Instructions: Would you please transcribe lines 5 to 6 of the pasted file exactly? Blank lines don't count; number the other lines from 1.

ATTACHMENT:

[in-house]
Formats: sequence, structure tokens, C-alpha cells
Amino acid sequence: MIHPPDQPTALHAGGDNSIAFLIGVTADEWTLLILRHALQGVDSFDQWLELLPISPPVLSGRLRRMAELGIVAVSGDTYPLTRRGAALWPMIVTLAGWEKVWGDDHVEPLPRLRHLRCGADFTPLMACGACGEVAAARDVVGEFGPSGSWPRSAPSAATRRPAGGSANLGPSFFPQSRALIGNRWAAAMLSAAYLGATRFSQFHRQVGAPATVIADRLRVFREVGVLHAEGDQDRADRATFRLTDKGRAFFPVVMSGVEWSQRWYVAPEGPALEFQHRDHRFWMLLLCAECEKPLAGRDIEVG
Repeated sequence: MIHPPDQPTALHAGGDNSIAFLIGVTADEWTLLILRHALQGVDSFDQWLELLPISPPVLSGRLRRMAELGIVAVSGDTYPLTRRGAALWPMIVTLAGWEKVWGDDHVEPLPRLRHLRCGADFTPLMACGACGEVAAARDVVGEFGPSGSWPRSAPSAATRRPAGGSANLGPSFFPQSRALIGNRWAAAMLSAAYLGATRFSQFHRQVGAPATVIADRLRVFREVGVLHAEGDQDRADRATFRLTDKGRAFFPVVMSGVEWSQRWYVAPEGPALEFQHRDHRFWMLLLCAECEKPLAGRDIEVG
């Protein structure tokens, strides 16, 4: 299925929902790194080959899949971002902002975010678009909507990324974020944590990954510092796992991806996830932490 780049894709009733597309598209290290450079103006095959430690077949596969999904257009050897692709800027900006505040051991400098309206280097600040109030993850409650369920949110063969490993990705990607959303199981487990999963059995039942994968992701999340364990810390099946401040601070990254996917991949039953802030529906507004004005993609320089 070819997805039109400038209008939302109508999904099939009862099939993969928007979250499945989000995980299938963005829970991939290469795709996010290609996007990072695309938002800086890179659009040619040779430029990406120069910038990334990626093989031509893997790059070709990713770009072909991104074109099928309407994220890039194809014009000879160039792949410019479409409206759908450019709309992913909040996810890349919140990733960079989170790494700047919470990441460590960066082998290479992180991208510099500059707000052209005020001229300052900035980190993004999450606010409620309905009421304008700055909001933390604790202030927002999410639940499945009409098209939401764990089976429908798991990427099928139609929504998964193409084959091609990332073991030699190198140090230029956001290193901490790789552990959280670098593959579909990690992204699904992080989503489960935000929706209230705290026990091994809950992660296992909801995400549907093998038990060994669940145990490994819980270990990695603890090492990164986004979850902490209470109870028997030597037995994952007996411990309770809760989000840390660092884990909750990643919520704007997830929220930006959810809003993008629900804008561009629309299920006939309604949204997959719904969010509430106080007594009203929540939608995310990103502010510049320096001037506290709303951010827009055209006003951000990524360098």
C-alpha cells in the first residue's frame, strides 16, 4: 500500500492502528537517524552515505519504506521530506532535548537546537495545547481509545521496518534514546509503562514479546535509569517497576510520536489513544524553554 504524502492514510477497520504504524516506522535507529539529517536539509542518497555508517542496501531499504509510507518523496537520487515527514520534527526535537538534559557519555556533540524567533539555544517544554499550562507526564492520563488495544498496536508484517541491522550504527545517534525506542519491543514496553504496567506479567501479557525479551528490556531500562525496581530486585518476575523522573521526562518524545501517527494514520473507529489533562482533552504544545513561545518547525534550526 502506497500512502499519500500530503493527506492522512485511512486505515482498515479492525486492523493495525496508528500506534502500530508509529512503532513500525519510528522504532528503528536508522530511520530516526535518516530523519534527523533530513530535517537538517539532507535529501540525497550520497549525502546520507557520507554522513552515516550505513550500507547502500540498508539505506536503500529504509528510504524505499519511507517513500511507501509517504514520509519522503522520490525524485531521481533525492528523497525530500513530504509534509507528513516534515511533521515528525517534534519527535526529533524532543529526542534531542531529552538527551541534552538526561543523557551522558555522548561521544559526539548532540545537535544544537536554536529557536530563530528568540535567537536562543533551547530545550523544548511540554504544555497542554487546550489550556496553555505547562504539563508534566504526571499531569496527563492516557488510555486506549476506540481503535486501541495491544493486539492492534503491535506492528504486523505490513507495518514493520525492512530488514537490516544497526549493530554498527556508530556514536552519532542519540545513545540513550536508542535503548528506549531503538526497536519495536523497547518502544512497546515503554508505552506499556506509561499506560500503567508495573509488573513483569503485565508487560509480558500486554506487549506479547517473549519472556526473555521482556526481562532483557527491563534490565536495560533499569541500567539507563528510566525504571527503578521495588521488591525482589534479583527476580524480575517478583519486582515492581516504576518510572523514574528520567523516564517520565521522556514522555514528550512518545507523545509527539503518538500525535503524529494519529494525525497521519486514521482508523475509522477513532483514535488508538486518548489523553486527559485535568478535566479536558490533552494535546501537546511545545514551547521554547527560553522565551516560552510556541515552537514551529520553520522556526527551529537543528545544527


């Protein structure tokens, strides 16, 4: 299925929902790194080959899949971002902002975010678009909507990324974020944590990954510092796992991806996830932490 780049894709009733597309598209290290450079103006095959430690077949596969999904257009050897692709800027900006505040051991400098309206280097600040109030993850409650369920949110063969490993990705990607959303199981487990999963059995039942994968992701999340364990810390099946401040601070990254996917991949039953802030529906507004004005993609320089 070819997805039109400038209008939302109508999904099939009862099939993969928007979250499945989000995980299938963005829970991939290469795709996010290609996007990072695309938002800086890179659009040619040779430029990406120069910038990334990626093989031509893997790059070709990713770009072909991104074109099928309407994220890039194809014009000879160039792949410019479409409206759908450019709309992913909040996810890349919140990733960079989170790494700047919470990441460590960066082998290479992180991208510099500059707000052209005020001229300052900035980190993004999450606010409620309905009421304008700055909001933390604790202030927002999410639940499945009409098209939401764990089976429908798991990427099928139609929504998964193409084959091609990332073991030699190198140090230029956001290193901490790789552990959280670098593959579909990690992204699904992080989503489960935000929706209230705290026990091994809950992660296992909801995400549907093998038990060994669940145990490994819980270990990695603890090492990164986004979850902490209470109870028997030597037995994952007996411990309770809760989000840390660092884990909750990643919520704007997830929220930006959810809003993008629900804008561009629309299920006939309604949204997959719904969010509430106080007594009203929540939608995310990103502010510049320096001037506290709303951010827009055209006003951000990524360098």
C-alpha cells in the first residue's frame, strides 16, 4: 500500500492502528537517524552515505519504506521530506532535548537546537495545547481509545521496518534514546509503562514479546535509569517497576510520536489513544524553554 504524502492514510477497520504504524516506522535507529539529517536539509542518497555508517542496501531499504509510507518523496537520487515527514520534527526535537538534559557519555556533540524567533539555544517544554499550562507526564492520563488495544498496536508484517541491522550504527545517534525506542519491543514496553504496567506479567501479557525479551528490556531500562525496581530486585518476575523522573521526562518524545501517527494514520473507529489533562482533552504544545513561545518547525534550526 502506497500512502499519500500530503493527506492522512485511512486505515482498515479492525486492523493495525496508528500506534502500530508509529512503532513500525519510528522504532528503528536508522530511520530516526535518516530523519534527523533530513530535517537538517539532507535529501540525497550520497549525502546520507557520507554522513552515516550505513550500507547502500540498508539505506536503500529504509528510504524505499519511507517513500511507501509517504514520509519522503522520490525524485531521481533525492528523497525530500513530504509534509507528513516534515511533521515528525517534534519527535526529533524532543529526542534531542531529552538527551541534552538526561543523557551522558555522548561521544559526539548532540545537535544544537536554536529557536530563530528568540535567537536562543533551547530545550523544548511540554504544555497542554487546550489550556496553555505547562504539563508534566504526571499531569496527563492516557488510555486506549476506540481503535486501541495491544493486539492492534503491535506492528504486523505490513507495518514493520525492512530488514537490516544497526549493530554498527556508530556514536552519532542519540545513545540513550536508542535503548528506549531503538526497536519495536523497547518502544512497546515503554508505552506499556506509561499506560500503567508495573509488573513483569503485565508487560509480558500486554506487549506479547517473549519472556526473555521482556526481562532483557527491563534490565536495560533499569541500567539507563528510566525504571527503578521495588521488591525482589534479583527476580524480575517478583519486582515492581516504576518510572523514574528520567523516564517520565521522556514522555514528550512518545507523545509527539503518538500525535503524529494519529494525525497521519486514521482508523475509522477513532483514535488508538486518548489523553486527559485535568478535566479536558490533552494535546501537546511545545514551547521554547527560553522565551516560552510556541515552537514551529520553520522556526527551529537543528545544527